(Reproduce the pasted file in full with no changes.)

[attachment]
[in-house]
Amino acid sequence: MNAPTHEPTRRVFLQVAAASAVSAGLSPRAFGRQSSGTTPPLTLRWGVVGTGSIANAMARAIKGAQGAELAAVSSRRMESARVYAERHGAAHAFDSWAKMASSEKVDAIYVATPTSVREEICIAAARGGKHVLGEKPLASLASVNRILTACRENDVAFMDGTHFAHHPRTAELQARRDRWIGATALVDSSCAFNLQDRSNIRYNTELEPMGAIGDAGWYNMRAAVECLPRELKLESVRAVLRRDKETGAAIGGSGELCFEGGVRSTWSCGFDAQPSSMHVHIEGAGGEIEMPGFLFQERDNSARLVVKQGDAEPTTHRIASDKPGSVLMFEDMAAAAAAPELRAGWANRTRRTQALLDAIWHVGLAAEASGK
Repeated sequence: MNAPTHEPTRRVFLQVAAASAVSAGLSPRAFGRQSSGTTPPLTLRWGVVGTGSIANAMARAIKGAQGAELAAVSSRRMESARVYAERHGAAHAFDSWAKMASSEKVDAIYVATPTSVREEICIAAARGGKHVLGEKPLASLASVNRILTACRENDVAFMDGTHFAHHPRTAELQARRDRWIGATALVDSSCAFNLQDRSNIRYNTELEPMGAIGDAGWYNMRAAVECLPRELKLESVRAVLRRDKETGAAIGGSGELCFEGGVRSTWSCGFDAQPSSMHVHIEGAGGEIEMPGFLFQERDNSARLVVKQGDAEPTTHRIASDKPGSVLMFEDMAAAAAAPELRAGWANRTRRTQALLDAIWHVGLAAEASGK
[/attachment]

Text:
[in-house]
Amino acid sequence: MNAPTHEPTRRVFLQVAAASAVSAGLSPRAFGRQSSGTTPPLTLRWGVVGTGSIANAMARAIKGAQGAELAAVSSRRMESARVYAERHGAAHAFDSWAKMASSEKVDAIYVATPTSVREEICIAAARGGKHVLGEKPLASLASVNRILTACRENDVAFMDGTHFAHHPRTAELQARRDRWIGATALVDSSCAFNLQDRSNIRYNTELEPMGAIGDAGWYNMRAAVECLPRELKLESVRAVLRRDKETGAAIGGSGELCFEGGVRSTWSCGFDAQPSSMHVHIEGAGGEIEMPGFLFQERDNSARLVVKQGDAEPTTHRIASDKPGSVLMFEDMAAAAAAPELRAGWANRTRRTQALLDAIWHVGLAAEASGK
Repeated sequence: MNAPTHEPTRRVFLQVAAASAVSAGLSPRAFGRQSSGTTPPLTLRWGVVGTGSIANAMARAIKGAQGAELAAVSSRRMESARVYAERHGAAHAFDSWAKMASSEKVDAIYVATPTSVREEICIAAARGGKHVLGEKPLASLASVNRILTACRENDVAFMDGTHFAHHPRTAELQARRDRWIGATALVDSSCAFNLQDRSNIRYNTELEPMGAIGDAGWYNMRAAVECLPRELKLESVRAVLRRDKETGAAIGGSGELCFEGGVRSTWSCGFDAQPSSMHVHIEGAGGEIEMPGFLFQERDNSARLVVKQGDAEPTTHRIASDKPGSVLMFEDMAAAAAAPELRAGWANRTRRTQALLDAIWHVGLAAEASGK